Next week marks the 50th anniversary of the Nobel Prize in Economics, as it has come to be known. It was first awarded in 1969 by the Swedish central bank as an addendum to the other, much older, Nobel prizes (and is correctly known as the Sveriges Riksbank Prize in Economic Sciences in Memory of Alfred Nobel). This upstart status subtracts nothing from the esteem, or cash, accorded to the laureates. The latest winner, or winners, will be announced Monday.
What have we learned from half a century of these awards — and is there any point to them?
Sweden and the rest of Scandinavia certainly see a point. The celebratory banquet — each December, at the Stockholm City Hall — is broadcast on live television across the region. Where else would reality television mean listening to a commentary on the dress (white tie and tails for those identifying as male) and careers of academic superstars, not to mention the menu?
Initially there was controversy over the new prize — a member of the Nobel family said it glorified profits over people. In some ways it remains an awkward fit. “Discoveries” are harder to identify in a subject that contributes most when it’s framing problems rather than stating answers. It hasn’t helped that some economists have become identified with strong political positions. For instance, there was criticism from the left of Milton Friedman’s Nobel, even though he was being recognized for his work on monetary history and macroeconomic theory rather than for his subsequent declarations on the role of the state.
It would be difficult to imagine a parallel in the physical sciences for the 2013 prize. That year, the award went jointly to Eugene Fama, who developed the efficient market hypothesis, which states that market prices reflect all publicly available information, and Robert Shiller, who has worked to refute that very idea. It’s telling that the insights of both men have proved invaluable. It confirms that economics at its best gives us insights not solutions.
Has the prize altered the type of research on which economists engage? Should it try to? The answer to both questions is no. Many if not most fundamental breakthroughs have a large element of luck or serendipity about them. They often spring from ideas that originate in unrelated problems, not a head-on attack. The Nobel Committee is wise not to try to influence future research but to recognize past contributions. Too many national research councils, with far larger budgets, ignore this lesson.
The real value of the prize is simply that once a year public attention is drawn to an important set of ideas. The issues explored by the discipline’s most creative thinkers — Paul Samuelson and Robert Solow, James Meade and Robert Lucas, Arthur Lewis and Amartya Sen, to name just some — gained wider currency as a result.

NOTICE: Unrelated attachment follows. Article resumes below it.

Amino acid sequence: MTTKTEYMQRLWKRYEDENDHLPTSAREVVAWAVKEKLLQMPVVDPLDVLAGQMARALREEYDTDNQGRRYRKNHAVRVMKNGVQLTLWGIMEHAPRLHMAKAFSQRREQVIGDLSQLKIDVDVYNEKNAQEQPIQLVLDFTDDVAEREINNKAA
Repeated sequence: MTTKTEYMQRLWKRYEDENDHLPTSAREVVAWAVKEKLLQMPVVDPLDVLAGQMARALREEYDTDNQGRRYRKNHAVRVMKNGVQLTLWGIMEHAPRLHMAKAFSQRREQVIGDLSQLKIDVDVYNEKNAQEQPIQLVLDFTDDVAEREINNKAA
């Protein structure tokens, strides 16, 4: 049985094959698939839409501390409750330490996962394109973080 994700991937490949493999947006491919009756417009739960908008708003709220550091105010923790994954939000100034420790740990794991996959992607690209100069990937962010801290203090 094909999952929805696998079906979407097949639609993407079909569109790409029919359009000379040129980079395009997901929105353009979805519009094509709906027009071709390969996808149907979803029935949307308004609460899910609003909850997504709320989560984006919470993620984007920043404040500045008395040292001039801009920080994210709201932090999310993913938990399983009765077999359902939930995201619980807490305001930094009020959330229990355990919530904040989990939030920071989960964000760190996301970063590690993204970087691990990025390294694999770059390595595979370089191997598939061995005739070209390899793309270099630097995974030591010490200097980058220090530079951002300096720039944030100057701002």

On several occasions the prize has been shared, and in all there have been 81 winners. So far, reflecting a woeful imbalance in the discipline, only one has been awarded to a woman. Elinor Ostrom was honored in 2009 for her work on how the “commons” (common property such as natural resources) can be managed efficiently by agreement among users. The profession has belatedly come to recognize the underrepresentation of women in its highest reaches and (as efforts by the American Economic Association, for instance, attest) is trying to do something about it.
Last year the prize was awarded to Bill Nordhaus and Paul Romer for their work on environmental economics and growth. Recognition of their contributions had long been expected, but many were surprised that another contributor to the economics of the environment, Marty Weitzman, had been overlooked. This summer Weitzman took his own life, amid speculation that he’d grown despondent after being passed over.
Suffice it to say that competition among academic economists is intense, and the longing for recognition is almost universal.
James Meade, I should mention, was a notable exception. Oblivious to the impending announcement in 1977, this gentlest and most generous of economists took a bus from Cambridge to Buckingham to give a seminar. On arrival, he was met at the bus stop by a large group led by the excited vice-chancellor of the University of Buckingham. They told him he’d just been awarded the Nobel Prize. They celebrated over cups of tea.
The highest accolade hadn’t made much difference to Meade one way or the other: His pioneering work on trade and capital flows had been carried out long before the prize was a gleam in the Riksbank’s eye. Later, he was one of the first economists to propose adopting “money income” (nominal gross domestic product) as a target for monetary policy, and he used his Nobel memorial lecture to advocate it. More than 40 years after that address, the idea remains topical — and the Nobel Prize remains the discipline’s most cherished honor.
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